A Broad Abroad: Leaving Ukraine

It is the end of a week’s training course in Kiev; Victoria and Lena are due to pick me up at noon for the short journey to the airport.  I get a call at 11.30am to say they’re running late due to traffic congestion.  Not a problem for me — I just sit in the foyer and read.  When they arrive at 12.15pm, they announce we have plenty of time and will have lunch first, but should eat in the hotel, since the traffic is too bad to risk going elsewhere.

I should go with my first instinct and chose the fitness salad.  I know it is okay and I like it.  Instead, when the waitress brings us the menus, I see the sushi and my greed gets the better of me.  We pick a mixed platter and then sit back to wait.  The sun is shining, the garden and park are full of families and we have a pleasant time just soaking up the warmth and people-watching. There is a sense of the last few fine days before winter arrives and the onset of six or more months of cold, ice and snow.
Nearly an hour later, when the food arrives, it is really good and I enjoy it.  I fail to stop Lena taking a lump of wasabi on her chopsticks and swallowing it. She doesn’t say anything, but the watering eyes tell a tale.  
I’m asked by Victoria when I need to get to the airport.  I say preferably by 2pm and by 2.30pm at the latest — I am aware of the possibility of long delays at immigration.  So why, when it is 1.45pm do they both insist on ordering ice-cream and then sit and eat it slowly?  They must be the only two people from this part of the world who do not race through their meals.  
Finally, at just after 2pm, we leave the hotel and drive straight into a huge traffic jam.  It only takes about 15 minutes to get through it, but to me each minute is a disaster (and the seconds are pretty bad as well).  Finally we hit the highway — and Victoria sits in the middle lane (maximum speed 80kph) with two open lanes (maximum speed 130kph) empty at her side.  As we approach the airport (at 2.45pm) I can see it is packed.  
‘Look, just drop me at the roadside,’ I say, with a sinking feeling as I know there is no way I am going to get away with this.  ‘I’m checked in and I only have to go through the barrier and upstairs.’  
‘Of course we can’t do that,’ says Lena, ‘Victoria is worried you will have problems. There are some bad people in there.’ I try telling them I’ve been in more airports than both of them put together, but to no avail.  They say they want to make sure I get through OK.  I point out that immigration is upstairs, out of sight of land-side and they will have no way of knowing whether I get through okay or not.  But they ignore me.  I sigh heavily and then try to look gracious and grateful — both of which are far from how I’m feeling at this point.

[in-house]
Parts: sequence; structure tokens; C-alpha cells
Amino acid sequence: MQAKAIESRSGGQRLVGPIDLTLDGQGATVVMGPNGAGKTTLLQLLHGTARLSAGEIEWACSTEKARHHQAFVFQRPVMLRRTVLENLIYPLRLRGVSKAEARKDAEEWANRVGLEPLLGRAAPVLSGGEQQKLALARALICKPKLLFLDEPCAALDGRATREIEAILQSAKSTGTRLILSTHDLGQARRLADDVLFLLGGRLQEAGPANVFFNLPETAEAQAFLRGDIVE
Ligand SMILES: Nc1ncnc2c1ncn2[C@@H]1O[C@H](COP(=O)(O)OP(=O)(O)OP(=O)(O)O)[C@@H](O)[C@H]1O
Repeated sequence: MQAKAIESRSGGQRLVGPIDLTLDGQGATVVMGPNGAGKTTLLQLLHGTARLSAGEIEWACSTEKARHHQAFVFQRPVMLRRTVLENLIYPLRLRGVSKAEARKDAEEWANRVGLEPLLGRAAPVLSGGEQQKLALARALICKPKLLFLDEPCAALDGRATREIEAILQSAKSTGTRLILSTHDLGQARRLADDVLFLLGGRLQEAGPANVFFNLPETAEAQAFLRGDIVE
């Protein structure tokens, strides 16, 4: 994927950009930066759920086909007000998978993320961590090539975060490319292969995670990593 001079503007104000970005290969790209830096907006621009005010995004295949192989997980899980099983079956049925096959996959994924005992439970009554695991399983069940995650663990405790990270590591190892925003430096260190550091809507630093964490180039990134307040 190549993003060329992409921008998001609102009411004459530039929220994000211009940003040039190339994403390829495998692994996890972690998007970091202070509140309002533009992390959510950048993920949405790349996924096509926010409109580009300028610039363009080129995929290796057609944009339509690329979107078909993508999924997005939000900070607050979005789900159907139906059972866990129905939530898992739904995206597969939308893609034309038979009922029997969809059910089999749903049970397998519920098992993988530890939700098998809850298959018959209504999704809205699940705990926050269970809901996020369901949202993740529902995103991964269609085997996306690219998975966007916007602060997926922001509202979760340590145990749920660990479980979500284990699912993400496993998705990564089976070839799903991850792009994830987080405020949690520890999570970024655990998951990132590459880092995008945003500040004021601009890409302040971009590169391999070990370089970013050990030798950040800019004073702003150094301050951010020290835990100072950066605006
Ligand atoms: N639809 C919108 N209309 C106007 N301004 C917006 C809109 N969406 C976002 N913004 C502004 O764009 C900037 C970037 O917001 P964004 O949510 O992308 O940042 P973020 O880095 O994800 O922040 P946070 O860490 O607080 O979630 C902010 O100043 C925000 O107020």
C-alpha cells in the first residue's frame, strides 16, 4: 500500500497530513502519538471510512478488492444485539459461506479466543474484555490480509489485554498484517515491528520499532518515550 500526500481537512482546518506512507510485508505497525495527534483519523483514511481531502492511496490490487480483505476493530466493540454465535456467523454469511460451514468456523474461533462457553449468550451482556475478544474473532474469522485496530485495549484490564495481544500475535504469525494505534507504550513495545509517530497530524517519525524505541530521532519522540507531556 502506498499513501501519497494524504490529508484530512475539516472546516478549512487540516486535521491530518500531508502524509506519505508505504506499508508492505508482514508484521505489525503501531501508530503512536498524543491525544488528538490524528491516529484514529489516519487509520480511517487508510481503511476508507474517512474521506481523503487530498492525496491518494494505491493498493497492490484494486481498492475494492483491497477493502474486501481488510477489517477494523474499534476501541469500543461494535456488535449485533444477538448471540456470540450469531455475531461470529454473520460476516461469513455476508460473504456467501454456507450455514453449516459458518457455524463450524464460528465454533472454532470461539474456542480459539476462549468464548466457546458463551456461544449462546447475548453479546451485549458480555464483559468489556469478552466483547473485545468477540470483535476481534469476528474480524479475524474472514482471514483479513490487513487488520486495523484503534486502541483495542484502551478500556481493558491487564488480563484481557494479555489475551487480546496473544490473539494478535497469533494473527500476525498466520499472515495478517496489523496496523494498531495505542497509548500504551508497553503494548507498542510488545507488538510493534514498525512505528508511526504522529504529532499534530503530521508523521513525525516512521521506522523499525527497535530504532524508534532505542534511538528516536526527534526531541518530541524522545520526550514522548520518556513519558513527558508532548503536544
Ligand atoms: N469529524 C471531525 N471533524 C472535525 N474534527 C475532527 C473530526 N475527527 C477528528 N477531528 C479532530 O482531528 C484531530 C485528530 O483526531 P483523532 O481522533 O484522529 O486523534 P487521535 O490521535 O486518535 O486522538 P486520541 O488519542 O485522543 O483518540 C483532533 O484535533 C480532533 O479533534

By now, we are stuck in a narrow lane behind a taxi that has stopped to pick up a passenger and their luggage.  Hitting the horn and shouting has no effect but Victoria tries it anyway.  We are right by the curb and I am tempted to jump out — but know I wouldn’t be able to get my luggage out of the boot. Finally we get through and enter the car park; then we have to drive around to find a parking space; then Victoria has trouble locking the car. By now it is approaching 3pm and I am walking away from them, towards the terminal.
When we get to the barrier, Victoria suggests I stay there while she goes to enquire where the BA desk is.  At this point I finally flip (but try to stay polite, since my hosts have been so kind and hospitable). 
‘I don’t need to know where the BA desk is. I’ve checked in, I have my boarding pass in my hand and I just need to go through that barrier.’  I manage to keep smiling (just) while spitting this through clenched teeth.  At that, they both give in, we hug and I head for the barrier.  
The lady on duty looks at my boarding pass and tells me to go and make enquiries of the BA representative.  I take one look at the check-in area which is heaving with people and take the executive decision to ignore her.  I jump on the escalator and head for security, customs check and immigration.  As usual, I pick the wrong queue and watch all the others shrink while mine stays the same length.  Finally I am through, into the comparative calm of the departure lounge.  And that’s when I look at the monitor for the first time.  My flight is delayed by two hours.  What on earth have I been worrying about?
Leaving Ukraine was first published in Parcels in the Rain and Other Writing.
By Elizabeth Ducie

Elizabeth Ducie was a successful international manufacturing consultant, when she decided to give it all up and start telling lies for a living instead.

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